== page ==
Most important, the new municipal policy has revealed exactly whose illegalities are tolerated and whose are not in this city of nearly 6 million. Areas in the central zone of the city have been cleared of slums and the inhabitants moved to the peripheries of the city. The familiar Bangalore transport service buses, formerly red and silver, were painted blue in an effort to erase any unfortunate associations with an angry leftist red. Neither the number nor frequency of the buses has been increased in a city which is more dependent on automobiles. Sidewalks have been torn up and converted into parking lots for millions of two and four wheelers, while the illegal use of basements for shops and restaurants, rather than for parking, is being tolerated. Meanwhile, many middle-class homes have, with impunity, occupied and even fenced in stretches in front of their home to enhance the image of the “garden city.” Robust middle-class residents’ associations ensure standards of hygiene and cleanliness, and have even privatized public parks for their exclusive use.
The programme of beauty by banning has won its battles, but the slow, steady “enclosure of the commons” and intensified privatization of public space have gone uncontested. With its new ring road, moreover, Bangalore has been successfully transformed into a place to move through with an unhindered pace. The complete self-absorption of the motorist was revealed when a young girl was run over at an intersection, and a few cars passed over her before it was realized that she was not another stray dog.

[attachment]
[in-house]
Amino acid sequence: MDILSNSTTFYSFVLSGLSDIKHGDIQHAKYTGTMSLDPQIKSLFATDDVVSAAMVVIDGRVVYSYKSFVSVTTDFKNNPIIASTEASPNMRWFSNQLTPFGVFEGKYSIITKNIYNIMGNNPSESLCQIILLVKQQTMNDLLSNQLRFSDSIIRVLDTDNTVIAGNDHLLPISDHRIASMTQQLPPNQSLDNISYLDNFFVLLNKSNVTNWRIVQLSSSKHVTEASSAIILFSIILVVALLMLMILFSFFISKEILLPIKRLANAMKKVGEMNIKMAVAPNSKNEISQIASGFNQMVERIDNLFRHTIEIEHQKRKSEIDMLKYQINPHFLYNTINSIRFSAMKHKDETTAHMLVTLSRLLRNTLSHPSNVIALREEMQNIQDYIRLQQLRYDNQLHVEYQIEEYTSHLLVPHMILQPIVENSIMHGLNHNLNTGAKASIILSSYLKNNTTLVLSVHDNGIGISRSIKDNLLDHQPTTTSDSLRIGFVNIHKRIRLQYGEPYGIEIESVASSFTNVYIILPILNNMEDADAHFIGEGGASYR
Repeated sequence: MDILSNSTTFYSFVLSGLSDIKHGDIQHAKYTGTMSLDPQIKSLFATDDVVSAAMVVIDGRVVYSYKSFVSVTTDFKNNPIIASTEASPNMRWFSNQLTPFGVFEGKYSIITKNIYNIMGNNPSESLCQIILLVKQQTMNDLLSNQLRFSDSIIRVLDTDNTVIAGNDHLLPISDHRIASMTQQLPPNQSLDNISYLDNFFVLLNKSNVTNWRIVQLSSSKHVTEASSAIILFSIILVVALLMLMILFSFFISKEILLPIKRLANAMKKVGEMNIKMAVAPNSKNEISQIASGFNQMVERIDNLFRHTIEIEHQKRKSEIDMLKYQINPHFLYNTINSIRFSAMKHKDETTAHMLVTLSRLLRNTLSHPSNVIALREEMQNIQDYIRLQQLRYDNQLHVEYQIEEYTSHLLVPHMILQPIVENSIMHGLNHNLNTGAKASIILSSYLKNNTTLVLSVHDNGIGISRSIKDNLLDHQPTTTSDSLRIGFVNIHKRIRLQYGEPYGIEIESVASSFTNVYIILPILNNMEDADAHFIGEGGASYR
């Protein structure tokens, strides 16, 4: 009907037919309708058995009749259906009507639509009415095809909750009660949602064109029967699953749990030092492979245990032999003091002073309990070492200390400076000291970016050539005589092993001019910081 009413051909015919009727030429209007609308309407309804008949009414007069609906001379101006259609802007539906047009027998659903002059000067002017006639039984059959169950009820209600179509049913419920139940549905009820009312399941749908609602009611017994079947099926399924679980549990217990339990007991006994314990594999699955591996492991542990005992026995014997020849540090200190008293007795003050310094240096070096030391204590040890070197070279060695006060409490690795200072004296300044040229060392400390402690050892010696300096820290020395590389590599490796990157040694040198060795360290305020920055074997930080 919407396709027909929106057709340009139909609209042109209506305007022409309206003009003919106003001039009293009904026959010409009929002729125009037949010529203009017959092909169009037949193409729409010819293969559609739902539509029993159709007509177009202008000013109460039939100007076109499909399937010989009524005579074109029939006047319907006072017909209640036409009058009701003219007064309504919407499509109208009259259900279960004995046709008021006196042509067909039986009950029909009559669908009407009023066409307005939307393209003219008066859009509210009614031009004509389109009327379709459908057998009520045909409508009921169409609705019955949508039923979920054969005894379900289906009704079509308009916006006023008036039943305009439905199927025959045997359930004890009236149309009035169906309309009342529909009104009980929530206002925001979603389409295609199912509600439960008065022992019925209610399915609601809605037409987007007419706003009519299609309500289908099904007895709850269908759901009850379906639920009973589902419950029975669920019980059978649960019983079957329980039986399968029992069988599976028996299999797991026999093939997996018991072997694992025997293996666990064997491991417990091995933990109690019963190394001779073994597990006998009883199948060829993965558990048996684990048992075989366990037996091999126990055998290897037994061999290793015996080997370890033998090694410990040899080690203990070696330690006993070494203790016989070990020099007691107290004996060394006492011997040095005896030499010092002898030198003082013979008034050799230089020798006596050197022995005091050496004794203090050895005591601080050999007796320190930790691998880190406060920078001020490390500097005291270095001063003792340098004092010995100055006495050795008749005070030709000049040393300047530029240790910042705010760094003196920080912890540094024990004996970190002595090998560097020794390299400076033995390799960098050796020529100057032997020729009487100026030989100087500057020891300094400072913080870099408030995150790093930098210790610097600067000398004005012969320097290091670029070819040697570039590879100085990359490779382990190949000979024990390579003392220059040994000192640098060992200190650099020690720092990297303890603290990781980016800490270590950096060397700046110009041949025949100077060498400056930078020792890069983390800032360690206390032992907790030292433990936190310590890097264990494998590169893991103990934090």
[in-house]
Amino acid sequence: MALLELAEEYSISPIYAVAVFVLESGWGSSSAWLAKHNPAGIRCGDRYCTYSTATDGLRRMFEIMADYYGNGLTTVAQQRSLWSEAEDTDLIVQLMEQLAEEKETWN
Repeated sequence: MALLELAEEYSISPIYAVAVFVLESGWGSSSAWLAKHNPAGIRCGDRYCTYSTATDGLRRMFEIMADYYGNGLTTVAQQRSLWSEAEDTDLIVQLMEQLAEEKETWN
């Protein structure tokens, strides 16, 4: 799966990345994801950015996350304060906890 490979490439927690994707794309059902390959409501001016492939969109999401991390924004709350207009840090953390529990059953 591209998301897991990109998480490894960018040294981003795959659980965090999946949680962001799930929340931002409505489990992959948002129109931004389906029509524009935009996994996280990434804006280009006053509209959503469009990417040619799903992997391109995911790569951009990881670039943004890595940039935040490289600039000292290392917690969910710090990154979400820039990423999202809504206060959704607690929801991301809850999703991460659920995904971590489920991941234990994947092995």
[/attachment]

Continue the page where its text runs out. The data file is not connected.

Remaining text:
The slow, grinding pace of life in an unreconstructed Calcutta would not tolerate such brutal inhumanities. It is the only city I know where bus drivers roundly curse cars that block their passage with the epithet,“Private!” It is the only city where bus conductors are scrupulous about returning the smallest change, and are polite even in the most trying heat, crowd and noise. The political culture of disruption and chaos, over which there is so much fretting, is the same one that has allowed its residents to enjoy the perquisites of cheap living. Free water supply is an unheard-of luxury in any metro of comparable size.
These cultures have also kept wages, bus fares, and sundry other everyday costs absurdly low. While in Bangalore (and Hyderabad), the hegemony of the middle classes has been consolidated around the promise of greater social mobility, such a class in Calcutta, though ascendant, vocal and bitter, is far outnumbered by the sheer numbers of the urban and rural poor to whom the political parties owe their career. Their opposition to the ban on rallies and processions is not because they think it will promote the wellbeing of the poor. It is rather a recognition that in a deeply segmented social order such as ours, the singular will of the middle class cannot be allowed to easily triumph over plebeian democracy. The sufferings of the Indian middle class, even in a city like Calcutta, will never match the sufferings of the urban dispossessed. And we might well ask of these two very different cities, Bangalore and Calcutta: in which does the “rule of law” prevail and in which the “reign of terror”'